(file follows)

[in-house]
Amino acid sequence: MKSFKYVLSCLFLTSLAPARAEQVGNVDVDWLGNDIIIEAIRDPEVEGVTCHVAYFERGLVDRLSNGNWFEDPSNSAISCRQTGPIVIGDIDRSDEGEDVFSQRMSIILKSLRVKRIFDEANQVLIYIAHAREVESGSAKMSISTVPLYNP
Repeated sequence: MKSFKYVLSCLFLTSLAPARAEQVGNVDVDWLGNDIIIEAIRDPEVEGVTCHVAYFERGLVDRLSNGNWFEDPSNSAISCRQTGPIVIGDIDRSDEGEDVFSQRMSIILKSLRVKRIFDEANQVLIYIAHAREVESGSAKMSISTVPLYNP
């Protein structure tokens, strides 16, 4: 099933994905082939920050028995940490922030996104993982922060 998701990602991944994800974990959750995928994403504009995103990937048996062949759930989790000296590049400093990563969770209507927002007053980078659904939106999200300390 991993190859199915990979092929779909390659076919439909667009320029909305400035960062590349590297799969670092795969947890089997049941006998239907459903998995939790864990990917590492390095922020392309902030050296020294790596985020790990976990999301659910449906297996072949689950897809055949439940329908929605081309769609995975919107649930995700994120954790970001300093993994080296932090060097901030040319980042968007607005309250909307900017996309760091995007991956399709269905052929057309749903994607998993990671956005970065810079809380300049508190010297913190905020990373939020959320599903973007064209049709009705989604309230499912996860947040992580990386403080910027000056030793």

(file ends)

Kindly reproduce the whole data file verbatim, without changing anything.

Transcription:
[in-house]
Amino acid sequence: MKSFKYVLSCLFLTSLAPARAEQVGNVDVDWLGNDIIIEAIRDPEVEGVTCHVAYFERGLVDRLSNGNWFEDPSNSAISCRQTGPIVIGDIDRSDEGEDVFSQRMSIILKSLRVKRIFDEANQVLIYIAHAREVESGSAKMSISTVPLYNP
Repeated sequence: MKSFKYVLSCLFLTSLAPARAEQVGNVDVDWLGNDIIIEAIRDPEVEGVTCHVAYFERGLVDRLSNGNWFEDPSNSAISCRQTGPIVIGDIDRSDEGEDVFSQRMSIILKSLRVKRIFDEANQVLIYIAHAREVESGSAKMSISTVPLYNP
């Protein structure tokens, strides 16, 4: 099933994905082939920050028995940490922030996104993982922060 998701990602991944994800974990959750995928994403504009995103990937048996062949759930989790000296590049400093990563969770209507927002007053980078659904939106999200300390 991993190859199915990979092929779909390659076919439909667009320029909305400035960062590349590297799969670092795969947890089997049941006998239907459903998995939790864990990917590492390095922020392309902030050296020294790596985020790990976990999301659910449906297996072949689950897809055949439940329908929605081309769609995975919107649930995700994120954790970001300093993994080296932090060097901030040319980042968007607005309250909307900017996309760091995007991956399709269905052929057309749903994607998993990671956005970065810079809380300049508190010297913190905020990373939020959320599903973007064209049709009705989604309230499912996860947040992580990386403080910027000056030793």